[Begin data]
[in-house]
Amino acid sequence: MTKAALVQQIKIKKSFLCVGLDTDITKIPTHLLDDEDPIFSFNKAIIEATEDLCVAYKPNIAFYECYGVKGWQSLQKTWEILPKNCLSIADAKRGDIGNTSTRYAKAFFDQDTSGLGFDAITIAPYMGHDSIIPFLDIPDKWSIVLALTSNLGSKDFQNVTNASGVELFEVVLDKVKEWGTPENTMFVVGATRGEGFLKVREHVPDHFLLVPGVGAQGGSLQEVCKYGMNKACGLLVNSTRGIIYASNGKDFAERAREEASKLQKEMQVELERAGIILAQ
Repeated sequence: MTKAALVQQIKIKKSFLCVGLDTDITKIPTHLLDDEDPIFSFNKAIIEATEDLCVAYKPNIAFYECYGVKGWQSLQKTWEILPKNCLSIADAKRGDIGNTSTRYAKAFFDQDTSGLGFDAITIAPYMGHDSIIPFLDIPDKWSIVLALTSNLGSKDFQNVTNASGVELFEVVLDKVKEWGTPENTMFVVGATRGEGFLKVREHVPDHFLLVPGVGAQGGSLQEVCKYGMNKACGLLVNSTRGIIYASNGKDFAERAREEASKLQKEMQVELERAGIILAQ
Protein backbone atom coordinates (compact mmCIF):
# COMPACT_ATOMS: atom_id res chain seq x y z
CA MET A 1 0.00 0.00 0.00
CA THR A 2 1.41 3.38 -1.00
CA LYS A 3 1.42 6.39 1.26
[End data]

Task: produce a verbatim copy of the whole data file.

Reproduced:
[in-house]
Amino acid sequence: MTKAALVQQIKIKKSFLCVGLDTDITKIPTHLLDDEDPIFSFNKAIIEATEDLCVAYKPNIAFYECYGVKGWQSLQKTWEILPKNCLSIADAKRGDIGNTSTRYAKAFFDQDTSGLGFDAITIAPYMGHDSIIPFLDIPDKWSIVLALTSNLGSKDFQNVTNASGVELFEVVLDKVKEWGTPENTMFVVGATRGEGFLKVREHVPDHFLLVPGVGAQGGSLQEVCKYGMNKACGLLVNSTRGIIYASNGKDFAERAREEASKLQKEMQVELERAGIILAQ
Repeated sequence: MTKAALVQQIKIKKSFLCVGLDTDITKIPTHLLDDEDPIFSFNKAIIEATEDLCVAYKPNIAFYECYGVKGWQSLQKTWEILPKNCLSIADAKRGDIGNTSTRYAKAFFDQDTSGLGFDAITIAPYMGHDSIIPFLDIPDKWSIVLALTSNLGSKDFQNVTNASGVELFEVVLDKVKEWGTPENTMFVVGATRGEGFLKVREHVPDHFLLVPGVGAQGGSLQEVCKYGMNKACGLLVNSTRGIIYASNGKDFAERAREEASKLQKEMQVELERAGIILAQ
Protein backbone atom coordinates (compact mmCIF):
# COMPACT_ATOMS: atom_id res chain seq x y z
CA MET A 1 0.00 0.00 0.00
CA THR A 2 1.41 3.38 -1.00
CA LYS A 3 1.42 6.39 1.26